Engineers at the University of Bath have created a virus diagnosis device that gives lab-quality results in just three minutes. The LoCKAmp, as they called it, uses lab-on-chip technology and has been proven to provide fast and low-cost detection of Covid-19 from nasal swabs. It could be adapted to detect other pathogens such as bacteria.
The device functions by rapidly releasing and enhancing genetic material from a nasal swab specimen through a chemical reaction, ultimately generating a result that can be accessed via a smartphone app. Unlike lateral flow assay tests, the LoCKAmp uses the same genetic-based testing techniques previously reserved for lab-based PCR tests.
As well as being accurate, the test is also remarkably fast, delivering results within three minutes — the fastest Covid-19 test reported to date, as the researchers describe it. They created a prototype using off-the-shelf components and factory-manufactured printed circuit boards and argue it could be soon made on a mass scale and at low cost.
They are already in conversation with academic and commercial partners to bring LoCKAmp into production. The device is projected to cost about $60 when it reaches mass production, while the test cartridges, now made for $3, could cost less than $0.60. The device and how it works is detailed in a paper in the journal Lab on a Chip.
“This is an amazing display of the possibilities of lab-on-a-chip technology, and given the low cost and adaptability of the technology to detect a range of conditions, a potentially highly valuable and unique tool for a range of healthcare settings,” Despina Moschou, the study lead researcher at Bath University, said in a news release.
How LoCKAmp works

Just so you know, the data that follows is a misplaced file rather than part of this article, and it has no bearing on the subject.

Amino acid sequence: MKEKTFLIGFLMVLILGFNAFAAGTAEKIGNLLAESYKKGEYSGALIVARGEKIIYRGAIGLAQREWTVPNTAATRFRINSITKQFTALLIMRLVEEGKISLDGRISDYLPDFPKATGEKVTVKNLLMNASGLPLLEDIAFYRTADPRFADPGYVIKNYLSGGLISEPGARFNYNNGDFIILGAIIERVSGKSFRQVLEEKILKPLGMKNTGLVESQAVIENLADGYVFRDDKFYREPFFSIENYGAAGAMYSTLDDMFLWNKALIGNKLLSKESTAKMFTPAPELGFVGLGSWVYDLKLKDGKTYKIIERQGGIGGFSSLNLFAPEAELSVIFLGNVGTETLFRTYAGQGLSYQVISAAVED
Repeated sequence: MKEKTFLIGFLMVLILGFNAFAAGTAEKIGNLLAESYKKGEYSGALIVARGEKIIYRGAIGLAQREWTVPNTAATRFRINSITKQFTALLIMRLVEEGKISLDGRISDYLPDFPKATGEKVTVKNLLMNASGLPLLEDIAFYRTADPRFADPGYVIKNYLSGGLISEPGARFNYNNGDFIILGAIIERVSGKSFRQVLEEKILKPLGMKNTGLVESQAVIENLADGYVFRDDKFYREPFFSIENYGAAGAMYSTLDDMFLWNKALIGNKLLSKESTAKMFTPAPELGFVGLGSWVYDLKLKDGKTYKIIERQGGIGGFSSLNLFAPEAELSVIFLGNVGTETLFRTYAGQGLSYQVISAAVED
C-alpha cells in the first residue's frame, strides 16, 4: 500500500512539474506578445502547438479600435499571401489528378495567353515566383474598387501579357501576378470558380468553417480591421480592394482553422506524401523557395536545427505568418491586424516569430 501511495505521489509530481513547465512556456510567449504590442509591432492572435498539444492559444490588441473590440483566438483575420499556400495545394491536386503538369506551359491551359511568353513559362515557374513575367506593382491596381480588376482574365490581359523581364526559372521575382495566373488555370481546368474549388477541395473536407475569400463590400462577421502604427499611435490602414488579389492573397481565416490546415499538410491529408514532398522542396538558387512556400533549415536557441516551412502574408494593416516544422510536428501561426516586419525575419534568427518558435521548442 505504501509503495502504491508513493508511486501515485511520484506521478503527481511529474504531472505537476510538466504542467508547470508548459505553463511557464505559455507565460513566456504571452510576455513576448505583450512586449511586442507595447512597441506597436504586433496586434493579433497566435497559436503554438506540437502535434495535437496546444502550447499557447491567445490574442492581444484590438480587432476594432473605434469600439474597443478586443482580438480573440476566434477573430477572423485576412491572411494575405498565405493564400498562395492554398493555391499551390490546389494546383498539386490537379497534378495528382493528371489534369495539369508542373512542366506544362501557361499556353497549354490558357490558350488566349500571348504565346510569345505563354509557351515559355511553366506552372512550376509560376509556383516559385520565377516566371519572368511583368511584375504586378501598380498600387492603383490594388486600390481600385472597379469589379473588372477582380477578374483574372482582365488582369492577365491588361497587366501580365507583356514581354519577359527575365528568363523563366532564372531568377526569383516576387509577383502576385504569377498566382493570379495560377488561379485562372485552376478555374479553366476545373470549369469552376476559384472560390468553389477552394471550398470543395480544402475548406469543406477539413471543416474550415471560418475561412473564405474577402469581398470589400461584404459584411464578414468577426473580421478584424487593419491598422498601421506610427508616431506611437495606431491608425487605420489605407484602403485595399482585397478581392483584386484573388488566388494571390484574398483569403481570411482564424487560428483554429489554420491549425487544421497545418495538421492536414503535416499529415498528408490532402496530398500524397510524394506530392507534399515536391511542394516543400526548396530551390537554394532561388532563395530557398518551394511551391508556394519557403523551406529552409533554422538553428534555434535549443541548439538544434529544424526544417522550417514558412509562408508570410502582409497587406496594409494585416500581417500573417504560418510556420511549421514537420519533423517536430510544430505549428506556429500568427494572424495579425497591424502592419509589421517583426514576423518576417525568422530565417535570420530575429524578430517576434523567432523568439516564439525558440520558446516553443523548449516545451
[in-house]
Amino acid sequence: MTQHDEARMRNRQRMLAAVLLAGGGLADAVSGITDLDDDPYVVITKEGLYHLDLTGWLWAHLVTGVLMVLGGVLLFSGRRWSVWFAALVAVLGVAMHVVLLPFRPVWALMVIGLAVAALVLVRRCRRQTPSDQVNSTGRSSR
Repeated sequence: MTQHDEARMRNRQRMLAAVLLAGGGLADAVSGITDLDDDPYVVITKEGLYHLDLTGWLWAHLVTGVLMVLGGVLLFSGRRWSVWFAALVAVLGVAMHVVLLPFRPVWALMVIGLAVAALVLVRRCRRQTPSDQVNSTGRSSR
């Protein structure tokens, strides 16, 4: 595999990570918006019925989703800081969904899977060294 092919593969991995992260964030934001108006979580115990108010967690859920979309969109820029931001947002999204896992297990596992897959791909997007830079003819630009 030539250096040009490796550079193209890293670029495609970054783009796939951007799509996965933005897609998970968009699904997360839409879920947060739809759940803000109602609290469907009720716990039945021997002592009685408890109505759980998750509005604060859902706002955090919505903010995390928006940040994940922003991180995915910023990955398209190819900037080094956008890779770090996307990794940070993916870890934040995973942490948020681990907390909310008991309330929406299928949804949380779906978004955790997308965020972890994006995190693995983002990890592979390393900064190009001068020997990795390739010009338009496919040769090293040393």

The LoCKAmp system utilizes a technique called RT-LAMP (reverse transcription loop-mediated isothermal amplification) to amplify targeted RNA sequences, enabling rapid and precise identification of the specific virus of interest. The researchers argue that LAMP detection surpasses PCR testing in terms of sensitivity, speed, and specificity.
Processing occurs at a constant temperature of 65 degrees Celsius, eliminating the need for the multiple thermal cycles essential in a PCR testing. This enables the device to be designed with a portable size and reduced power consumption. Additionally, the design offers the advantage of not requiring any pre-processing of nasal swab samples.
After the nasal swab sample is introduced in the device, LoCKAmp pumps the liquid through small transparent ‘microfluidic’ channels integrated into the circuit board, positioned above copper heaters. These heat the sample and release the RNA genetic material from the virus. This is then heated again and treated with RT-LAMP chemicals.
The device fluoresces under light if the viral RNA is present in the amplified sample, meaning the test is positive. The researchers tested it with Covid-19 patient swabs collected by Bath’s Royal United Hospital Trusts during the pandemic. Development of LoCKAmp continued since then, considering the significant potential of the device.
As well as testing it with nasal swap samples, the researchers believe the device could be used to do community-level monitoring and detection of viruses like Covid-19 by testing wastewater. This would allow us to quickly detect the spread of viruses and would give a community-wide view, rather than relying on individuals to regularly do a test.
“With LoCKAmp technology providing both low cost and real time genetic target identification and quantification, we’re getting ever closer to real time pathogen tracking. This opens exciting opportunities enabling the establishment of early warning systems,” Barbara Kasprzyk-Hordern, study author, said in a press release.